May 29, 2014

Questions and Answers about the Förster case


By now, everyone is probably familiar with the recent investigation of the work of Dr. Förster, in which the Landelijk Orgaan Wetenschappelijke Integriteit (LOWI) concluded that data reported in a paper by Dr. Förster had been manipulated. In his reaction to the newspaper article NRC Dr. Förster suggested that our department would be involved in a witch-hunt. This is incorrect.

However, we have noticed that there are many questions about both the nature of the case and the procedure followed. We have compiled the following list of questions and answers to explain what happened. If any other questions arise, feel free to email them to us so we can add them to this document.

Q: What was the basis of the allegations against Dr. Förster?
A: In every single one of 40 experiments, reported across three papers, the means of two experimental conditions (“local focus” and “global focus”) showed almost exactly opposite behavior with respect to the control condition. So whenever the local focus condition led to a one-point increase of the mean level of the dependent variable compared to the control condition, the global condition led almost exactly to a one-point decrease. Thus, the samples exhibit an unrealistic level of linearity.

Q: Couldn’t the effects actually be linear in reality?
A: Yes, that is unlikely but possible. However, in addition to the perfect linearity of the effects themselves, there is far too little variance in the means of the conditions, given the variance that is present within the conditions. In other words: the means across the conditions follow the linear pattern (much) too perfectly. To show this, the whistleblower’s complaint computed the probability of finding this level of linearity (or even more perfect linearity) in the samples researched, under the assumption that, in reality, the effect is linear in the population. That probability equals 1/508,000,000,000,000,000,000.

Q: But that’s just a probability. That something is improbable doesn’t mean it’s impossible, right?
A: That is correct. However, the probability of this happening is so small that it justified an investigation: it is roughly equivalent to winning the Dutch lottery on five consecutive drawings. That is also possible in theory, but it would certainly justify an investigation. Also, note that the probability is computed under the most favorable scenario for Dr. Förster: namely, the computation assumes that the linear version of Dr. Förster’s theory is perfectly true, and shows that under this assumption the effects are very unlikely. In reality, that linear version of the theory is highly unlikely to be true; at best, we could expect some ordinal theory to hold. That would lead the probability in question to become at least an order of magnitude lower. It is not an overstatement to say that, given realistic assumptions, Dr. Förster’s results are equivalent to winning the lottery on dozens of successive drawings. The datacolada website provides accessible illustrations of how unrealistic these effects really are.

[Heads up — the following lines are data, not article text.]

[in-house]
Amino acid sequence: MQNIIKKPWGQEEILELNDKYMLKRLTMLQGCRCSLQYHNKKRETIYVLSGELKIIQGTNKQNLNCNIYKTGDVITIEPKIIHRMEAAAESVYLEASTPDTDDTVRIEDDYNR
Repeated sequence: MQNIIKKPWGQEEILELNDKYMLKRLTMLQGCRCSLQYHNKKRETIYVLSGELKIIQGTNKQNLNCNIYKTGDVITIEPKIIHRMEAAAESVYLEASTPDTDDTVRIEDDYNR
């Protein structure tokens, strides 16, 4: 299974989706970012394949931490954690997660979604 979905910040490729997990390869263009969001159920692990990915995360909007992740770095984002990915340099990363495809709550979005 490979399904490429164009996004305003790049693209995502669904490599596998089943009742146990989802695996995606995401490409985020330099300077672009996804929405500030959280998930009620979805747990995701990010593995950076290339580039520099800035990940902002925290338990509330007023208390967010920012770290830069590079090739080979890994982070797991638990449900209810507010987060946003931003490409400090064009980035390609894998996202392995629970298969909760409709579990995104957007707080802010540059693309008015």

Q: What about the statistical validity of the whistleblower’s method?
A: By now, the whistleblower's method has been thoroughly checked and stands undisputed. In his May 11 response, Dr. Förster lists some questions about the method but provides no compelling rebuttal. No one has proposed a plausible QRP or set of QRPs that could explain the results. Note that exactly the same patterns have been detected in 40 experiments in three papers, two of which single-authored by Dr. Förster. Different statistical methods may be applied, but, in our opinion, all of them will inevitably lead to conclusions that are qualitatively identical to those drawn by the LOWI.

Q: So what happened in the investigation?
A: The University of Amsterdam investigated the case for roughly a year. The relevant committee concluded that the data could not possibly have arisen from actual sampling, as stated in Förster’s papers, and thus endorsed the main conclusion of the whistleblower’s report.

Q: But I thought the University of Amsterdam concluded there was nothing wrong with the papers?
A: That is not correct. The University of Amsterdam committee endorsed the conclusion of the whistleblower that the data could not have arisen from standard sampling. However, although the committee considered the data to be practically impossible, they also concluded that data manipulation could not be considered proven, because the statistical expert they consulted said that the data might have arisen as a result of the use of Questionable Research Practices (QRPs). Thus, the committee stated they could not conclude that data manipulation had taken place, because they could not rule out the alternative explanation that Dr. Förster had engaged in QRPs. However, Dr. Förster denied having used these practices. Moreover, the whistleblower argued that no known set of QRPs, however excessively used, could ever lead to the patterns in Dr. Förster’s data, and took his complaint to the Landelijk Orgaan Wetenschappelijke Integriteit (LOWI). The LOWI agreed with the whistleblower and considered data manipulation proven.